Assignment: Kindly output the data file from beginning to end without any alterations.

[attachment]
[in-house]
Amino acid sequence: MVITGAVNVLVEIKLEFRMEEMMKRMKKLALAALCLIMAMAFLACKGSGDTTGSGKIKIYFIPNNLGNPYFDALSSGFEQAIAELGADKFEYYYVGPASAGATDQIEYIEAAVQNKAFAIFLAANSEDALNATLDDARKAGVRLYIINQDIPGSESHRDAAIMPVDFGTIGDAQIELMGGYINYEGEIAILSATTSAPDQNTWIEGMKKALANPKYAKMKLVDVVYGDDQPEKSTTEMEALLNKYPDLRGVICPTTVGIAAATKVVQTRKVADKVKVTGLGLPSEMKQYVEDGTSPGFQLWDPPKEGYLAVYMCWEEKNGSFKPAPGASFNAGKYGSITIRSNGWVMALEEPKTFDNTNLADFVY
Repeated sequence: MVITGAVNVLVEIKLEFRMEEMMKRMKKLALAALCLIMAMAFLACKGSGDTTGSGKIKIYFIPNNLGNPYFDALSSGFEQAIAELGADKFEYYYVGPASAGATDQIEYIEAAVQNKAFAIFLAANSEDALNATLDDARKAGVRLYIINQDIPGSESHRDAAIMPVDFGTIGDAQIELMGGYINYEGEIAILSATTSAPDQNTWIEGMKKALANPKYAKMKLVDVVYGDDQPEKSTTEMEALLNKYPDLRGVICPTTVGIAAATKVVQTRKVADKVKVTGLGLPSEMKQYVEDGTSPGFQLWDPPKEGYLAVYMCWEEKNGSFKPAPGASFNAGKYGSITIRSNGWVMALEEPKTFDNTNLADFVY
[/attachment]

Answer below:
[in-house]
Amino acid sequence: MVITGAVNVLVEIKLEFRMEEMMKRMKKLALAALCLIMAMAFLACKGSGDTTGSGKIKIYFIPNNLGNPYFDALSSGFEQAIAELGADKFEYYYVGPASAGATDQIEYIEAAVQNKAFAIFLAANSEDALNATLDDARKAGVRLYIINQDIPGSESHRDAAIMPVDFGTIGDAQIELMGGYINYEGEIAILSATTSAPDQNTWIEGMKKALANPKYAKMKLVDVVYGDDQPEKSTTEMEALLNKYPDLRGVICPTTVGIAAATKVVQTRKVADKVKVTGLGLPSEMKQYVEDGTSPGFQLWDPPKEGYLAVYMCWEEKNGSFKPAPGASFNAGKYGSITIRSNGWVMALEEPKTFDNTNLADFVY
Repeated sequence: MVITGAVNVLVEIKLEFRMEEMMKRMKKLALAALCLIMAMAFLACKGSGDTTGSGKIKIYFIPNNLGNPYFDALSSGFEQAIAELGADKFEYYYVGPASAGATDQIEYIEAAVQNKAFAIFLAANSEDALNATLDDARKAGVRLYIINQDIPGSESHRDAAIMPVDFGTIGDAQIELMGGYINYEGEIAILSATTSAPDQNTWIEGMKKALANPKYAKMKLVDVVYGDDQPEKSTTEMEALLNKYPDLRGVICPTTVGIAAATKVVQTRKVADKVKVTGLGLPSEMKQYVEDGTSPGFQLWDPPKEGYLAVYMCWEEKNGSFKPAPGASFNAGKYGSITIRSNGWVMALEEPKTFDNTNLADFVY